This week the mobile enterprise is tweeting and sending abbreviated emails from their phones.
The Mobile Tweet
Last week we told you that Twitter had reached more than 145 million registered users. This week, we’re here to inform you that the number of people accessing the site through their mobile devices has jumped 62% since mid-April. Forty-six percent of Twitter’s active users are reported to access the site through mobile devices regularly.
As well, Twitter reports that 16% of its new users start out on their phones, making mobile platforms not just an alternative way to tweet, but a primary tool. Yet, most active users engage with Twitter from multiple web platforms as well as mobile platforms, including Twitter for Blackberry, Twitter for iPhone and text messaging.
Of course within the enterprise, more and more of us are using our mobile devices for both work and play. With more tweets being sent from mobile devices, companies are behooved to ramp up security efforts and social media policies so as to avoid embarrassing slips of the tweet and security leaks.
If U Email From Yr Phone, U May Change the Way U Write
No matter how slick the interface, composing emails via mobile device is never as convenient as it is via the desktop or laptop. According to Suzanne Rose of Helium, sending emails from your mobile device is beginning to influence how we communicate with others. Among her observations:
- Abbreviations abound, a result of wide fingers and awkward typepads
- Shorter emails, a product of the fast-paced nature of mobile users
- Less formality, an outcome of the prevalence and popularity of smartphones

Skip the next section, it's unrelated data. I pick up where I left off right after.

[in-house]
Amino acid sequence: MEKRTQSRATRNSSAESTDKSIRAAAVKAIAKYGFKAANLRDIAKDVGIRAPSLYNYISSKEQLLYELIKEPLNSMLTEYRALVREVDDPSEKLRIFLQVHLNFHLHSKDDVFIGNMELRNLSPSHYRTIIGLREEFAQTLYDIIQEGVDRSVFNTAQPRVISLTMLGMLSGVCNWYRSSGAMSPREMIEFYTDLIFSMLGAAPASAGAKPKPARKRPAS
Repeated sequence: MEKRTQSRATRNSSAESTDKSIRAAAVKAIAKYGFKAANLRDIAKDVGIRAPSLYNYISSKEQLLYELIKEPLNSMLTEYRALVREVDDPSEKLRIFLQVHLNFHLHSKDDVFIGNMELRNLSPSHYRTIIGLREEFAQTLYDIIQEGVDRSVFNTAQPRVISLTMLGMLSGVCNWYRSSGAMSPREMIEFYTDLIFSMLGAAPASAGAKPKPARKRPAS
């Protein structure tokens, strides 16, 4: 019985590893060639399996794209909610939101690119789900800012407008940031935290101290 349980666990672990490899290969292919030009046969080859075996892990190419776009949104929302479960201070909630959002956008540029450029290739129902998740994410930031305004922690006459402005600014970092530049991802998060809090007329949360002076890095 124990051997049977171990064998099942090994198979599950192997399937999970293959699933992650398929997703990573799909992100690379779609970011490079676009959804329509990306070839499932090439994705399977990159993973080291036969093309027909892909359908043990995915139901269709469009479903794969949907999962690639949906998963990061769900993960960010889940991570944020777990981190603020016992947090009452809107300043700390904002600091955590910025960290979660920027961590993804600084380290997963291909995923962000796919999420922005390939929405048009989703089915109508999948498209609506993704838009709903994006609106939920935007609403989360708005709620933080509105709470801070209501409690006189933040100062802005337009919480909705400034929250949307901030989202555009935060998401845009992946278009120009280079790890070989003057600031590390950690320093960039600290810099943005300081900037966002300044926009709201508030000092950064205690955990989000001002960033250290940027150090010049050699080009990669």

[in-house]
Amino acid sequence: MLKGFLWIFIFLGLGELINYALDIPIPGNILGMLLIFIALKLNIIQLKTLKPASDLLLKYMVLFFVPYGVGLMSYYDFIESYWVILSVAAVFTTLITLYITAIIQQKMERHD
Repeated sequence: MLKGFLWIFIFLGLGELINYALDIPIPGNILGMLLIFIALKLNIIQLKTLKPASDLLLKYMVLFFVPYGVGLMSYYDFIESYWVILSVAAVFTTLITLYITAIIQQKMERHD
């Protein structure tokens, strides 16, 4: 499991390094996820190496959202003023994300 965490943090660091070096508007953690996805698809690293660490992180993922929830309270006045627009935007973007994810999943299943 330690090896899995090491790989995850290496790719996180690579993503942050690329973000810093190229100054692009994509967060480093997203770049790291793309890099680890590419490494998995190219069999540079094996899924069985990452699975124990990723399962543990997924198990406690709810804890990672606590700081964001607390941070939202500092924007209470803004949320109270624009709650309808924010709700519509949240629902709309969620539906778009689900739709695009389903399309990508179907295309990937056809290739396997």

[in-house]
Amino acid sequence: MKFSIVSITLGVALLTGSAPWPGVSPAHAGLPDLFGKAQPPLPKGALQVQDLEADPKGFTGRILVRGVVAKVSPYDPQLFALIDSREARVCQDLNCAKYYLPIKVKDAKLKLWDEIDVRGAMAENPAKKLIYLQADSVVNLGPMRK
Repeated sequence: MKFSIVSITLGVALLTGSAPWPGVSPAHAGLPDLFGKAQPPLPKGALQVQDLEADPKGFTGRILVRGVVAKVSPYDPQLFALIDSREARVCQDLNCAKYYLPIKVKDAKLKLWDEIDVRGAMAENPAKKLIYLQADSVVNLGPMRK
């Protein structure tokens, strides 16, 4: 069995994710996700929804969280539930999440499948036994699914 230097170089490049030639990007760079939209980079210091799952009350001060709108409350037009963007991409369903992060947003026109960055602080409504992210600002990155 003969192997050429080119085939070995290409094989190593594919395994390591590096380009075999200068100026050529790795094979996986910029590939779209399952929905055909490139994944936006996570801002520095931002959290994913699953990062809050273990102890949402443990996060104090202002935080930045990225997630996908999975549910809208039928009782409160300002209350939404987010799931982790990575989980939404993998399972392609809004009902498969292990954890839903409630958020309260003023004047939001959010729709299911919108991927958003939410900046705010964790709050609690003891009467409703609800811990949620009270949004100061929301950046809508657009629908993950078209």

- More emails, because it’s so darn easy to press send!
These new behaviors make it generally easy to tell who’s sending emails from their phone or from their computers, even if you remove the annoying “sent from my iPhone” signatures. Of course, these evolving habits may also influence how people communicate and whether the nuance of language will survive.
Will a Mobile Workforce Benefit Generation Y?
Piggybacking on the recent study by the Pew Research Center's Internet & American Life Project, which found that America’s love of texting is now shared by adults and teens alike, the convenience of mobile phone is more than just a device, it’s a way of life.
Findings of the ITWeb/Check Point Mobile Office Survey suggest that companies are recognizing the benefit of growing their mobile workforce. Such growth is bound to appeal to a generation of tech savvy professionals who are becoming much more integrated within the enterprise.
Generation Y, also known as generation next or the millennials, refers to the tech-savvy generation that followed the infamous slacker Generation X. More flexibility in the workplace is bound to appeal to their technological sensibilities, making them more attractive to the enterprise, if only because mobile workers generally save companies overhead.
The survey asked respondents about the number of remote workers in their organizations. Twenty-one percent said that they have more than half of their employees working away from the office. Though 19% said mobile workers constitute 25 to 50% of their workforce, most (38%) indicated that such employees make up 10%.
Despite the steady increase of mobile workers, 79% of the respondents expect the number of network users in their organizations to increase even more. Such an increase will bring a need for more flexibility in the workplace and in turn may bring the skill and expertise of a whole generation to the enterprise.